enhanced enums - back from the dead?

Remi Forax forax at univ-mlv.fr
Wed Dec 12 18:24:59 UTC 2018

There is also a non empty intersection between a sum type and an enum type, obviously you can swith on both of them, but more generally an abstract enum (an enum that uses subclassing) is a specialized version of a sum type. And if we generalize sum types to allow constants, we are bridging the gap further between sum types and enums. 

By example, a functional list can be declared like this 
sum List<T> { 
record Node<T>(T value, Node<T> next), 
var list = new Node<>(3, new Node<>(2, EMPTY)); 


> De: "Brian Goetz" <brian.goetz at oracle.com>
> À: "Kevin Bourrillion" <kevinb at google.com>
> Cc: "amber-spec-experts" <amber-spec-experts at openjdk.java.net>
> Envoyé: Mercredi 12 Décembre 2018 18:01:06
> Objet: Re: enhanced enums - back from the dead?

> Yes, you could spin this feature as “its sort of for experts”, note the
> incremental complexity, and then raise the “why bother” flag. That’s a valid
> question.

> But, I prefer to look at this feature in a different way. This is not, IMO, just
> “let’s make enums do more.” This is about _simplifying_ the language model by
> removing gratuitous interactions between features. Enums are a constrained form
> of classes, one whose instances are singletons managed by the runtime. Because
> the user gives up instance control, we’re able to reward the user with things
> like equals/hashCode/toString, serialization, etc. That’s a good trade. Enums
> can still use most of the things that classes have — fields, methods,
> constructors, interfaces. But there’s no reason they can’t be generic, and
> allowing that would reduce the inessential differences between enums and
> classes.

> The other asymmetry is newer; since we inferred sharp types for anonymous
> classes when we did LVTI, inferring a weaker type for enum constants is now an
> asymmetry (one we were aware of when we did LVTI, but the plan all along was to
> align these.)

> I know that I personally have run into both of these limitations at least once
> in every large project I’ve ever done. You start out with an enum, for good
> reasons, then you hit the limits, and then have to refactor to classes,
> manually inflating the instance control boilerplate. Its frustrating, in part,
> because its unnecessary. There’s nothing inconsistent about generic enums; it’s
> just an accidental “pick one” constraint that you discover when you find
> yourself wanting both.

> So, I prefer to look at this feature as “regularization” or “removing gratuitous
> interactions”, rather than “making enums more complicated.” (It’s in the same
> category as some other things we’re considering, such as allowing local
> methods, or refining the awful rules about static members in nested classes.)
> All of these are accidental sharp edges, that create unnecessary cognitive load
> for users to keep track of which features can be used in conjunction with which
> others.

>> On Dec 12, 2018, at 11:40 AM, Kevin Bourrillion < [ mailto:kevinb at google.com |
>> kevinb at google.com ] > wrote:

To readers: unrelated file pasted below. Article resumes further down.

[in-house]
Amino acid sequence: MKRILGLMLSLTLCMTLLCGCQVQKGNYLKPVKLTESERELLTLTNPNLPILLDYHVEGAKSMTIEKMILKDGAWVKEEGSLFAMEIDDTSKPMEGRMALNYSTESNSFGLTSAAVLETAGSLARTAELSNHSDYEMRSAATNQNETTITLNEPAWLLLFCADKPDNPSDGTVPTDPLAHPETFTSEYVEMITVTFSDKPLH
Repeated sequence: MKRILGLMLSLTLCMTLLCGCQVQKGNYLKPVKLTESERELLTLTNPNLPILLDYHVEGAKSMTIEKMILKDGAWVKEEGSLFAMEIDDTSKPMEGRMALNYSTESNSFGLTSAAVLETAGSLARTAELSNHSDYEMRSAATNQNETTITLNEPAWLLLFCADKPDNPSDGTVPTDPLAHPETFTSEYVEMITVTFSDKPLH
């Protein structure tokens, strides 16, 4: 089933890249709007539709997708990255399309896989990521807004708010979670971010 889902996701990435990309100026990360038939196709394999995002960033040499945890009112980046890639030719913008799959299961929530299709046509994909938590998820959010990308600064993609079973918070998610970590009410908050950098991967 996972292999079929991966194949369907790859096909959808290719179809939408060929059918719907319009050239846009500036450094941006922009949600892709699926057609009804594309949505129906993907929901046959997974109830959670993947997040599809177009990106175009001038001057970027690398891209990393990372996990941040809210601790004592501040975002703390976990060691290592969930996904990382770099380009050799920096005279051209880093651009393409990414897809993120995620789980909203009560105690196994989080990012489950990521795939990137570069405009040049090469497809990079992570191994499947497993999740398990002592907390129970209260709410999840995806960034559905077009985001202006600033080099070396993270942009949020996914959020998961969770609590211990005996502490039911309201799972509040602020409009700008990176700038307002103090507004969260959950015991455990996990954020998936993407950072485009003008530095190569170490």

>> On Tue, Dec 11, 2018 at 12:25 PM Brian Goetz < [ mailto:brian.goetz at oracle.com |
>> brian.goetz at oracle.com ] > wrote:

>>> This uber-conservative approach seems a pretty reasonable approach to
>>> me; after all, enums are a language feature, and Enum<T> is a
>>> constrained class (can't implement it directly), so it is not
>>> unreasonable to define its typing wrt its supertypes specially.

>>> So, let's get back to Maurizio's original question, which is: At one
>>> point, we thought this feature was pretty cool, and invested some work
>>> in it. Then we ran into a roadblock, and wrote it off. Now, we've got
>>> a reasonable way to clear the roadblock. Which brings us back to:

>>> - Do we still like the features described in JEP 301?

>> What proportion of enum use cases benefit from this? Offhand, I would have to
>> guess that it is less than 0.1% (and if it turned out to be far less it
>> wouldn't shock me). Does anyone believe it's likely enough to be >0.1% that
>> it's worth my effort to try to research that question in our codebase (which
>> would take a bit of work)?

>> If not, and we can stipulate that the need is rare, this means it will be a very
>> special tool for very special people; a dark corner in the language feature set
>> that most Java developers will never have need to know -- until they suddenly
>> encounter code that uses it, upon which they need to invest an amount of effort
>> understanding what is going on, even though they may have 14 years of believing
>> they understood enums under their belts already. And if the need is this rare,
>> this effort they put in might never be fully paid back.

>> On the flip side, for a developer who does have this use case, and could benefit
>> from the feature, what are the chances that developer will even know about it?
>> It may be so special-purpose that we have no real reason to assume they'll know
>> what to do.

>> On top of this, it seems the feature apparently has a blast radius onto aspects
>> of enum design that have previously been stable.

>> Can a 0.1% use case ever really be worth this?

>> --
>> Kevin Bourrillion | Java Librarian | Google, Inc. | [ mailto:kevinb at google.com |
>> kevinb at google.com ]
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